Senators Assess Iraq Strategy, Troop Presence
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GWEN IFILL: In Washington, the United States Senate is preparing for another week of debate on Iraq policy. This time, they are talking about exit strategy.
Two key senators who will be involved in that debate join us now. Republican Olympia Snowe of Maine supports adopting the recommendations of the Iraq Study Group. She made her second visit to Iraq this May. And Democrat Jack Reed of Rhode Island, who just returned from his 10th trip to Iraq, is a member of the Senate Armed Services Committee.
Senator Snowe, is the debate that we are now seeing unfold — we just heard Michael Gordon talk a lot about the violence on the ground. Is the debate that we’re now seeing unfold in Congress representing a sea change of some kind?
SEN. OLYMPIA SNOWE (R), Maine: I think absolutely, and it’s something that needs to happen. I think everybody is beginning to recognize the realities that exist, both politically and militarily, but primarily because the Iraqi government has failed to achieve its political objectives that they themselves had established, even their own deadlines almost a year ago they had failed to accomplish. And it clearly demonstrates their inability to reconcile those differences that are absolutely critical to engender the confidence of the Iraqi people.
And, hence, I think you’re seeing the kind of sectarian warfare that continues to pervade much of Iraq and, ultimately, putting our men and women at continued risk and, as we’ve seen, a high loss of life over the last three months.
GWEN IFILL: Senator Reed, that high loss of life — just this past weekend, at least 200 people, more than that. And you just returned from Iraq, so I wonder if you have a sense, Senator Reed, whether this is an issue which is something that’s going to change the state of the debate now on the floor of the Senate.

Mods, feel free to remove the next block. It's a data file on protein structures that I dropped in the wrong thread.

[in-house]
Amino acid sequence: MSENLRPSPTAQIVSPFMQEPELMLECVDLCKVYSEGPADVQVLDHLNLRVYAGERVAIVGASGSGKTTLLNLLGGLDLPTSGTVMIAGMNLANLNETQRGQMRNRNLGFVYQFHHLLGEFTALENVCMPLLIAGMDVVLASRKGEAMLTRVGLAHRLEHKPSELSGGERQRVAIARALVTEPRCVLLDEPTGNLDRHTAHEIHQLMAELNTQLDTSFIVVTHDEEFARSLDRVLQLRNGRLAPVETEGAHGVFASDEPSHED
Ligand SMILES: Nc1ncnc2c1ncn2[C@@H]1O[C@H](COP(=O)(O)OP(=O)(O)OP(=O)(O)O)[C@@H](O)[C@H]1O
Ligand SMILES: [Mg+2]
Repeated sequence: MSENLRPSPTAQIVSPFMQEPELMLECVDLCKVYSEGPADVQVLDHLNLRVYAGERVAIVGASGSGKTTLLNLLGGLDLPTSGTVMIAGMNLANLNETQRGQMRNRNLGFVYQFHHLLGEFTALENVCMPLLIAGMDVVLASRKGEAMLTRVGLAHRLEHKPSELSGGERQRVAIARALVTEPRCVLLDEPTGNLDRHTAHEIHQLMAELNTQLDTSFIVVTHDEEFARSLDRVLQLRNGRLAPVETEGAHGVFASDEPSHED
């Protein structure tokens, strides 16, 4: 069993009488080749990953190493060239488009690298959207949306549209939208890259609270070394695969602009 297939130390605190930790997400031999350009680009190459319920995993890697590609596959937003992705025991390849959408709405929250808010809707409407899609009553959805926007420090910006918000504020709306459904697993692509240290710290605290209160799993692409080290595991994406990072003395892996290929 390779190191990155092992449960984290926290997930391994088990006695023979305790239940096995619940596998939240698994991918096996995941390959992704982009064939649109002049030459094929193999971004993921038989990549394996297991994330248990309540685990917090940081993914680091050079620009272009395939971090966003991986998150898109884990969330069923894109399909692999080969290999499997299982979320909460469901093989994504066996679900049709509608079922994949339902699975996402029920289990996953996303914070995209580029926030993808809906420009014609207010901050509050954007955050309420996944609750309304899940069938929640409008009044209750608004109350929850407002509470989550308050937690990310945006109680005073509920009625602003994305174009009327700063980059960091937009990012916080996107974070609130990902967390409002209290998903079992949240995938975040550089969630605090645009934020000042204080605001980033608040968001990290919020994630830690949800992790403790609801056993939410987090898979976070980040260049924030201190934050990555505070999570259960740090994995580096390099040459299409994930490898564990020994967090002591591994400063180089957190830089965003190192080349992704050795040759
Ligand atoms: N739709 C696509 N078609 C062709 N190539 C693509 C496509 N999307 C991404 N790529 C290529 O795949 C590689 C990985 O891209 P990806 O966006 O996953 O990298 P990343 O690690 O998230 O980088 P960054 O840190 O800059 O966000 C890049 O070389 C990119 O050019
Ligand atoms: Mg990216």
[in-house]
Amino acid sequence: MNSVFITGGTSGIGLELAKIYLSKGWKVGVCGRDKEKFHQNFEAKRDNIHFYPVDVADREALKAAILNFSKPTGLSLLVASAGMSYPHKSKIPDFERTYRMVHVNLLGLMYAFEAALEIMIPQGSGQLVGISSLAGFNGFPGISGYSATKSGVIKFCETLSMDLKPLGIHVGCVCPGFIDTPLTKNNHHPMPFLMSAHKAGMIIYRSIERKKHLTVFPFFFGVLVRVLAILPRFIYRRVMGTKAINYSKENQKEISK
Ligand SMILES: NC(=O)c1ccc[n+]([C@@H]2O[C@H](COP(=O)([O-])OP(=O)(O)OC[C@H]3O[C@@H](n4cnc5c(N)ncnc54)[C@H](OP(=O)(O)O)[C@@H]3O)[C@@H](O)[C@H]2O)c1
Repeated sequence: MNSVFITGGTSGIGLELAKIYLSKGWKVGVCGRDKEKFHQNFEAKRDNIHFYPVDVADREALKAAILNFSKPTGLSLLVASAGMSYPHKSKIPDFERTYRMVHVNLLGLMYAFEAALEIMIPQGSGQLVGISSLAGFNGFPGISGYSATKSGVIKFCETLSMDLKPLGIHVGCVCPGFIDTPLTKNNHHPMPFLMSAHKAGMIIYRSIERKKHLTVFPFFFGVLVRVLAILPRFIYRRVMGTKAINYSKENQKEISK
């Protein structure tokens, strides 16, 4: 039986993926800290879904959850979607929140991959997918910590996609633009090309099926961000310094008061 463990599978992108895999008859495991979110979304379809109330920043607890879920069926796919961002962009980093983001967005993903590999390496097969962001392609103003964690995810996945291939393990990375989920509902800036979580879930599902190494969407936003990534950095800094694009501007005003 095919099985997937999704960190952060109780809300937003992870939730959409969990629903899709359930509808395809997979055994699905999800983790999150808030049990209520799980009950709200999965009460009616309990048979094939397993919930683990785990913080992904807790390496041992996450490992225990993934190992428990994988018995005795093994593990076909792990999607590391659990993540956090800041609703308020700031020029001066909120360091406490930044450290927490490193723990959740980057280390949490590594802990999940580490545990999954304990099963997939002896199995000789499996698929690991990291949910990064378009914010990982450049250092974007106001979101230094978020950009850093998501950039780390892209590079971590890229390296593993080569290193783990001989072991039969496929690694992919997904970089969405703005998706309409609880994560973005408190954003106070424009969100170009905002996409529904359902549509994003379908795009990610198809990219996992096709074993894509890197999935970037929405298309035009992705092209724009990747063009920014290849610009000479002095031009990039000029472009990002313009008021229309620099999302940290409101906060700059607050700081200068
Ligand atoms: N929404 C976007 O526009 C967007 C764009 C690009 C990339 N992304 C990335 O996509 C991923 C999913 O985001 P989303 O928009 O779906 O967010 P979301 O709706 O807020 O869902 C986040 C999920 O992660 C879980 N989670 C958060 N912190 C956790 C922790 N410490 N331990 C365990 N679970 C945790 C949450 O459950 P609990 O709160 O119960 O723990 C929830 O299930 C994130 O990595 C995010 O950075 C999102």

SEN. JACK REED (D), Rhode Island: Well, I think definitely. I think Senator Snowe is right on target in the sense that there are several factors that are prompting this changed dynamic.
First is the increasing concern in the American public about the direction of policy in Iraq and increasing demands that we change that policy. Second, there is a reality that operationally on the ground we cannot sustain 160,000 troops indefinitely. In fact, by next spring, the size of our military forces will require reduction in any case.
And then, third, as Michael Gordon pointed out in his report, the tactical momentum of the additional troops has not translated into political momentum. We’re not seeing the kind of reconciliation, we’re not seeing the kind of institutional governance capacity that’s necessary.
And for all these reasons, we have to change the strategy. And I think that requires defining the missions much more precisely: counterterrorism, force protection, and training of the Iraqi military forces. And in doing that, we can begin — and I hope we can begin soon — to reduce the overall number of personnel we have in Iraq.
'Not willing to wait'
GWEN IFILL: Senator Snowe, President Bush has asked you and other senators, especially in the Republican Party, to wait until General Petraeus gives a report in September. We're hearing a lot of people saying they're not willing to wait. Are you one of them?
SEN. OLYMPIA SNOWE: Yes, I am, primarily because we have not seen the Iraqi government take the steps essential to achieving that national reconciliation. In fact, they're not even close. Secondly, even General Petraeus and our ambassador have indicated that it's going to take much longer than September.
And, you know, we gave breathing room not only to the president to implement his strategy, the surge, which I didn't agree with initially, because I didn't think it was going to work, but, secondly, also to the Iraqi government. The surge, as Senator Reed indicated, was designed primarily to give the breathing room as a final window of opportunity for the Iraqi government to achieve its political goals and has yet to accomplish those goals.
And I think for those reasons I don't think that we can waste precious time. And I think we have to move in a different direction.
GWEN IFILL: Is that different direction -- what does that mean? Does that mean redeployment? Does that mean withdrawal? Does that mean cutting off funding? There are amendments, as you know, on the Senate floor that call for all those things.